“At first, I was just going let it go,” Tsang told the Daily Trojan, “but then they came back and threw a second egg at me. And this was clearly aimed at me.”
“The ‘ching chong’ is still there,” the man allegedly said, according to Tsang.
A third egg and more epithets followed.
Tsang, a sophomore studying business administration, told the student newspaper that it’s not the first time he’s been racially abused since moving to southern California. But he was shocked because it happened in what is supposed to be a protected, communal place.
“I was sitting there because I was truly comfortable. I had no fears,” he told the Daily Trojan.
Tsang complained to USC’s Department of Public Safety about the incident.
On Sunday morning, he also excoriated his attacker in a scathing and sarcastic Facebook post.
“Good morning people,” he wrote. “I usually don’t do shout-outs, but this morning I want to give a wonderful shout-out to the men of Cardinal Gardens, room F552, especially to the guy in the cap….
“Although I was quite satisfied sitting quietly in front of the Cardinal Gardens fireplace enjoying my own company and the warmth of the fire, you had to add color to my night by throwing not 1, not 2 but 3 eggs aimed clearly at me, while constantly calling my beautiful name, ‘Ching Chang Chong motherf—– gay’ and other assorted words.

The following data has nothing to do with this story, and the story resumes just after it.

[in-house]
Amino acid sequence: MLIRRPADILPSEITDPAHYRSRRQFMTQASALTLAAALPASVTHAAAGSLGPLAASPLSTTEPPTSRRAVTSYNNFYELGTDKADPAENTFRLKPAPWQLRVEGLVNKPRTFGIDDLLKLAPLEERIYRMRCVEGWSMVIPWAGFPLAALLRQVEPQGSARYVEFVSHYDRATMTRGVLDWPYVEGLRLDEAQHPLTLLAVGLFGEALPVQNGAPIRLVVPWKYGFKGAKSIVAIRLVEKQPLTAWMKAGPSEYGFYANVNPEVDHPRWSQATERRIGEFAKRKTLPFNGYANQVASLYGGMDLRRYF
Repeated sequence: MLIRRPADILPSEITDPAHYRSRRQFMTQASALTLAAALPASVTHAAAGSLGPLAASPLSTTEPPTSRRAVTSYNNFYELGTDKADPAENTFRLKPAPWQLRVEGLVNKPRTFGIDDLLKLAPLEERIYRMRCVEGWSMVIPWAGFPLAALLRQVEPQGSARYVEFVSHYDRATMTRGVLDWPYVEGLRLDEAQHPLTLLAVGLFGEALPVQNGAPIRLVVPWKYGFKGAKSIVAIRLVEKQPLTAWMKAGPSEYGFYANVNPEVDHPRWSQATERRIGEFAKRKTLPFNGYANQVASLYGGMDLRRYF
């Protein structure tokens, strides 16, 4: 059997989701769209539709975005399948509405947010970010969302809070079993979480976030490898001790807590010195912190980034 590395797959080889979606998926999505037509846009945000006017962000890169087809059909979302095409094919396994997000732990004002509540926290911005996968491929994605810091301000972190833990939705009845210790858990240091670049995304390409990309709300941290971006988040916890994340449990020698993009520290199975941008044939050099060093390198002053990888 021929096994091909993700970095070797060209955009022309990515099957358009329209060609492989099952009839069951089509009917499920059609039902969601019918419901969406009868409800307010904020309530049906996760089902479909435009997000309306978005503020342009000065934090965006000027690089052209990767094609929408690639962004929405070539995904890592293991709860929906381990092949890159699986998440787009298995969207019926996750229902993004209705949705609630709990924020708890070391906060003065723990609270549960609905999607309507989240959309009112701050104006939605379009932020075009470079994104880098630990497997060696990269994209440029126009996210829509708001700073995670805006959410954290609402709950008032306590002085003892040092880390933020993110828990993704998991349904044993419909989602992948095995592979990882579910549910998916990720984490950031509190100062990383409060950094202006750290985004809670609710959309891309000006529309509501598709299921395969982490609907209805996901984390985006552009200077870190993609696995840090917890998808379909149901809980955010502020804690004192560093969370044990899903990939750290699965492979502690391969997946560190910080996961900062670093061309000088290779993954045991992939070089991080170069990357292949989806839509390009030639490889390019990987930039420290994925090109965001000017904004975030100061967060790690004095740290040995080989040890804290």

“I’m surprised you even noticed I was Chinese from so far away on your balcony. Perhaps you were probably not drunk or high?” he wrote. “Anyhow, I don’t have much left to say except that you guys have taught me a valuable lesson about racism and ignorance at USC.”
Like Sampath before him, Tsang took to Facebook to vent about discrimination on campus. Other Asian and Asian American students have gone further, however, taking their complaints to court. Last year, 64 Asian American organizations filed a joint complaint with the Department of Education, accusing Harvard of racially discriminating against Asians in the acceptance process. Asian American students have filed similar lawsuits against Harvard and the University of North Carolina, according to the Economist.
In his Facebook post, Tsang said he didn’t blame his school for the ugly incident — so long as it didn’t happen again.
“I’m confident to say though, that this obviously does not represent the USC community (unless, of course, more of these incidents show up),” he wrote.
He even had the humor to poke fun at his heckler.
“I look forward to your eggs again,” Tsang said. “Next time, I would like them sunny-side up please.”